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Experimental HIV Drugs

IDWeek 2014: HIV Attachment Inhibitor BMS-663068 Works Well Across Patient Subgroups

An experimental attachment inhibitor that binds to the surface of the HIV envelope and prevents it from attaching to and entering CD4 T-cells demonstrated good virological response rates and tolerability regardless of age, sex, or race/ethnicity, according to research presented at IDWeek 2014, now underway in Philadelphia.

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FDA Approves Elvitegravir and Cobicistat Booster as Stand-alone Drugs

The U.S. Food and Drug Administration (FDA) this week approved Gilead Sciences next-generation HIV integrase inhibitor elvitegravir (brand name Viteka) and pharmacoenhancer cobicistat (Tybost) as stand-alone agents to be used in combination antiretroviral therapy. The 2 drugs were already available as part of the Stribild single-tablet regimen.

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ICAAC 2014: Cobicistat Long-term Efficacy Matches Ritonavir as PI Booster

Long-term rates of viral suppression and side effects were similar among people using cobicistat and those using ritonavir as a booster for atazanavir (Reyataz), according to 3-year data presented at the 54th Interscience Conference on Antimicrobial Agents and Chemotherapy last week in Washington, DC. Another study found that cobicistat was well-tolerated by people with mild-to-moderate kidney impairment.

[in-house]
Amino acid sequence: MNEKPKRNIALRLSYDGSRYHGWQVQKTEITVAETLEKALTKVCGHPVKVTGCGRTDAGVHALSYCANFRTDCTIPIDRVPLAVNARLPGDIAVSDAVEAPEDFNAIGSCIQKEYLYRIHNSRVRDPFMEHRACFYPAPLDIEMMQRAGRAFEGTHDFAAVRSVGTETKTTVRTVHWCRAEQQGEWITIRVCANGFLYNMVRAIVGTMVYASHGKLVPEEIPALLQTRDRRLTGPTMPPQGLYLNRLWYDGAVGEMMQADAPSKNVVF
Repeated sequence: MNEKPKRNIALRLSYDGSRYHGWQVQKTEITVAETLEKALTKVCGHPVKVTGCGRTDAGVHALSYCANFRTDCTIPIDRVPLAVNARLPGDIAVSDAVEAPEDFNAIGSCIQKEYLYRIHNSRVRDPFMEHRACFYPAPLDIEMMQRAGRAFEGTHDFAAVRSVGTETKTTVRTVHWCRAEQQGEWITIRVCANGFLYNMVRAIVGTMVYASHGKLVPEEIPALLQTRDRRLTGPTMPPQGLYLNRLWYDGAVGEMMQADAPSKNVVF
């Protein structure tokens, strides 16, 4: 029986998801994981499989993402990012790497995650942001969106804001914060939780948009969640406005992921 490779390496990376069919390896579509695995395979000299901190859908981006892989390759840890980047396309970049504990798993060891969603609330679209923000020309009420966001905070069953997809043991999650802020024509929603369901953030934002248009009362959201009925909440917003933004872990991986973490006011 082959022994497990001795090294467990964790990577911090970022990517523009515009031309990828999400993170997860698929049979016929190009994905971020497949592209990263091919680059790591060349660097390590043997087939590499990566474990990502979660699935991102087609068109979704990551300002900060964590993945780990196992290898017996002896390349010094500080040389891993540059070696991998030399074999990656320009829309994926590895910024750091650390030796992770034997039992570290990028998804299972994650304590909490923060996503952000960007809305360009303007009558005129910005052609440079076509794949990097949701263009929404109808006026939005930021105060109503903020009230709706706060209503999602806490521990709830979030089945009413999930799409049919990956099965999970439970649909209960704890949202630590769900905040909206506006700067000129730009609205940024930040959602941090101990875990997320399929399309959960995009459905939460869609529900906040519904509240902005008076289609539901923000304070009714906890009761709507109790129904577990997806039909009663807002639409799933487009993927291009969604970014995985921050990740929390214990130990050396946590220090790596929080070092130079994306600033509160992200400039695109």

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Tenofovir Alafenamide Pill Matches Stribild, Gilead Will Seek Approval Soon

A new single-tablet regimen containing tenofovir alafenamide (TAF), elvitegravir, cobicistat, and emtricitabine worked as well as Stribild at 48 weeks in a pair of Phase 3 trials, but had less detrimental effects on the kidneys and bones, Gilead Sciences announced this week. These findings set the stage for evaluation by the U.S. Food and Drug Administration and European regulators.

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ICAAC 2014: NRTI BMS-986001 Safe and Effective, but Associated with Resistance

BMS-986001, an experimental HIV nucleoside reverse transcriptase inhibitor, was shown to be as effective as tenofovir with less bone loss, but more people who took it developed resistance, researchers reported at the 54th Interscience Conference on Antimicrobial Agents and Chemotherapy this week in Washington, DC. Bristol-Myers Squibb has announced it will end its development of the drug.

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